NJ easing indoor capacity restrictions and curfew restrictions ahead of Super Bowl

Coronavirus Update New Jersey
PATERSON, New Jersey (WABC) -- Indoor capacity at restaurants and other businesses in New Jersey will increase to 35%, up from the current 25%, and they will be allowed to stay open past 10 p.m., Governor Phil Murphy announced.

The relaxation of restrictions begin Friday, February 5, and affects restaurants, gyms, other personal care businesses, performance venues, amusement and recreation facilities, casinos, and indoor gatherings that are religious ceremonies/services, wedding ceremonies, political activities, and memorial services/funerals

The call to allow restaurants to stay open was really aimed at the Super Bowl this Sunday.

Bar areas will remain closed to seating.

However, Governor Phil Murphy taking it a step further allowing for indoor dining to stay open beyond 10 for the near future.

Governor Murphy says indoor business capacity will increase to 35%, from the current 25%, capping capacity at 150 people.

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Businesses will also be allowed to stay open past 10 p.m. with local jurisdictions having the authority to put into place their own restrictions on hours.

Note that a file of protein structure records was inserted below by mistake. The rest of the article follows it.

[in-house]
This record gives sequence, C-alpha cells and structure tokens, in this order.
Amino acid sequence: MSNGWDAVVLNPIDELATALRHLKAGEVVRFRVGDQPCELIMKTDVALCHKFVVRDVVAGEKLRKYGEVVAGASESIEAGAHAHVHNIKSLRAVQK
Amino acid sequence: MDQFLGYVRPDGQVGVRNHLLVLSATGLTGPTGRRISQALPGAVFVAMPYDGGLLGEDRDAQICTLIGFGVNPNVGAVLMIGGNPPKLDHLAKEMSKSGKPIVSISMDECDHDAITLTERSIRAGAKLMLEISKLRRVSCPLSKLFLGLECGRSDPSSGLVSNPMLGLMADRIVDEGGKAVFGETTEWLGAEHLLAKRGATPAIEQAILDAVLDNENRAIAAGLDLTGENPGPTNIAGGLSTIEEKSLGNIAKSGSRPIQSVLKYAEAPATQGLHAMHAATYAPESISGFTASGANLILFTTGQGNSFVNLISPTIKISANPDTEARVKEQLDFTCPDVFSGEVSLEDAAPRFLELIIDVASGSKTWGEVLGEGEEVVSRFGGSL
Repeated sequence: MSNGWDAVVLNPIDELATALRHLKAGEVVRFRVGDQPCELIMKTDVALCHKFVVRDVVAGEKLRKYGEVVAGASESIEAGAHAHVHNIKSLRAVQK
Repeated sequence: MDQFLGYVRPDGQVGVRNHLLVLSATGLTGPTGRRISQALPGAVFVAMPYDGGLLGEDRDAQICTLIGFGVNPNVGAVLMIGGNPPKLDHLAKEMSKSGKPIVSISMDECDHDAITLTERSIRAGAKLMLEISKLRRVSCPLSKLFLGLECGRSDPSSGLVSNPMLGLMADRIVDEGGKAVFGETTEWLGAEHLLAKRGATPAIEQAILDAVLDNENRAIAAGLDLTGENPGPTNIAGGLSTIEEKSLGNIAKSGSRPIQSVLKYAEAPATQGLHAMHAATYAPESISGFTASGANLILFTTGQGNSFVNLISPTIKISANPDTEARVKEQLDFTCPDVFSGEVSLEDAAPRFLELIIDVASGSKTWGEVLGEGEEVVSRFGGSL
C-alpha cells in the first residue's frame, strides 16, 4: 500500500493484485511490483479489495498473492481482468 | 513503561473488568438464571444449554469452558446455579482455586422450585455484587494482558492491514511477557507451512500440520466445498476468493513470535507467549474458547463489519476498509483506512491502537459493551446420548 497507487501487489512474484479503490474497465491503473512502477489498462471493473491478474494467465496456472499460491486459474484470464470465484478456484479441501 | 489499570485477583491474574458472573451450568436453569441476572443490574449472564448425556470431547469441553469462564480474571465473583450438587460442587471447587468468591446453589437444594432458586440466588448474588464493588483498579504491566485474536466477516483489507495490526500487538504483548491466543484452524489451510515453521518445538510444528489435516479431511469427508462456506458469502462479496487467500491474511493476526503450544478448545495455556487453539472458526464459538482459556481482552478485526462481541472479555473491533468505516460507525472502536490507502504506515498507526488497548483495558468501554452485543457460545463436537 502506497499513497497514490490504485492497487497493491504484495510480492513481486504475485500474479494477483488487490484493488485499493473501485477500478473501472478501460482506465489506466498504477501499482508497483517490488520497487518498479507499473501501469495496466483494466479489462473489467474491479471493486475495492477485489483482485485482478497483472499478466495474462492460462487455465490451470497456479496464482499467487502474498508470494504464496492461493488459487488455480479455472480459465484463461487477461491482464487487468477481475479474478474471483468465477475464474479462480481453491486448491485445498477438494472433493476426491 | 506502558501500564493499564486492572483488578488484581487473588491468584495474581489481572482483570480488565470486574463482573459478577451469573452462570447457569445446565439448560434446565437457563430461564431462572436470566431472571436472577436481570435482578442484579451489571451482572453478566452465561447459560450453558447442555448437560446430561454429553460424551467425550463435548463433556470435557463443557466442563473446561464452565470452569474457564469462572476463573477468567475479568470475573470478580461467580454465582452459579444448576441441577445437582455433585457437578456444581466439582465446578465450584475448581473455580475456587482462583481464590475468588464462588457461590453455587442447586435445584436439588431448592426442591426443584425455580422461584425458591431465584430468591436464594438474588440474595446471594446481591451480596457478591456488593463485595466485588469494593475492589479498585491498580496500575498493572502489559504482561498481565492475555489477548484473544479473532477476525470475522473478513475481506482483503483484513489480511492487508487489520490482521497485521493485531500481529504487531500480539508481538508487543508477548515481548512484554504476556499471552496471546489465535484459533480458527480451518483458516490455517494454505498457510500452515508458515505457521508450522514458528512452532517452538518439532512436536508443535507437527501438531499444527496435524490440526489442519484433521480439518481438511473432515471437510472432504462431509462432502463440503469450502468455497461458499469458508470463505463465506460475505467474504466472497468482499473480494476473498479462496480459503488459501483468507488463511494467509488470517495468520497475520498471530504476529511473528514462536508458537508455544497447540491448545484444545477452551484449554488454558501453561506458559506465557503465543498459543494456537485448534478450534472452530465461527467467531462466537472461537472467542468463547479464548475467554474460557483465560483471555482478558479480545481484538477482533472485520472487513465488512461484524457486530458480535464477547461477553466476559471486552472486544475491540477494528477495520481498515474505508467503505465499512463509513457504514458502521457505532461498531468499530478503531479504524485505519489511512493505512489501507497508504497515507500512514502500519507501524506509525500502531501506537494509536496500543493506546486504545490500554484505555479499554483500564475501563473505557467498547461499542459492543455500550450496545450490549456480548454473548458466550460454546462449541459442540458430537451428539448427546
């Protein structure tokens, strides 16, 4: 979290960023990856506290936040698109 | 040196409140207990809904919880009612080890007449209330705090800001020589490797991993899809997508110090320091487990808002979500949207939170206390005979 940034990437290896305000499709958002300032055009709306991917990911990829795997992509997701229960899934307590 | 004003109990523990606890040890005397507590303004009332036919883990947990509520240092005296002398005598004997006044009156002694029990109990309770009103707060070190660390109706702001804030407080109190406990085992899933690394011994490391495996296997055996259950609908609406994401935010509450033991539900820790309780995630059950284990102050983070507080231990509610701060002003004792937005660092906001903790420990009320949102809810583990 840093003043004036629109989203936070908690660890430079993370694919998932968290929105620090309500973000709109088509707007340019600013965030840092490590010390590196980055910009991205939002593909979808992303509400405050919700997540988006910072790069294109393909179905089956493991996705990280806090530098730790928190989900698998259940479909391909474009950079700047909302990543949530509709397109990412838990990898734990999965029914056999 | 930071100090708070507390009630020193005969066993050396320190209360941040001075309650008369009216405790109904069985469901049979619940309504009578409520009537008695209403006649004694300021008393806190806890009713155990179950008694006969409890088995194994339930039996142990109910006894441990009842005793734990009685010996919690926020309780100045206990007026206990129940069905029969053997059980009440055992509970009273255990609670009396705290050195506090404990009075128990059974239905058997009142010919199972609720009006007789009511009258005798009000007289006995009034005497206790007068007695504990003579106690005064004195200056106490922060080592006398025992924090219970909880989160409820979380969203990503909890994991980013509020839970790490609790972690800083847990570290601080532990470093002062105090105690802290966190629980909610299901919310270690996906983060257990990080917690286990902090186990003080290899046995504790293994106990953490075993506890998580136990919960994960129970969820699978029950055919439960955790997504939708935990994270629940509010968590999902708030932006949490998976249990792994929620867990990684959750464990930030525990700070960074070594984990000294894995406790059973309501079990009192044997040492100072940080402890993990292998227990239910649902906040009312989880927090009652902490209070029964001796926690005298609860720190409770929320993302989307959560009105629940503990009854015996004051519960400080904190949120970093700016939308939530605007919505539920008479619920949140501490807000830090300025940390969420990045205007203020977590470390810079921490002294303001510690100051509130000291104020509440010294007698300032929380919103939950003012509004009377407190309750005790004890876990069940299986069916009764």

Murphy said that he felt comfortable with the decision because of the reduction in hospitalization rates.

"We are able to take steps forward today because of the millions of you who have taken responsibility for ending this pandemic to heart, through constant social distancing, wearing your face masks, and exercising common sense," Murphy said on Twitter.
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Raw Video: Gov. Murphy announces NJ is increasing restaurant indoor dining capacity to 35 percent.

Restaurants say reducing restrictions might help a little but they need more.

"It's a step in the right direction, it will help, it's not going to solve the problem. The curfew being lifted is such a good thing for us. We're all happy here," said Andrew Rigie, NYC Hospitality Alliance. "Especially the 35%. I know it's only a 10% jump, but it adds a lot, it's a big difference for us. It allows us to keep people employed, and keep more people moving. Economically, it's night and day."

The extended hours in Hoboken and also in Jersey City will giving the cities along the Hudson River an advantage to restaurants in New York City.

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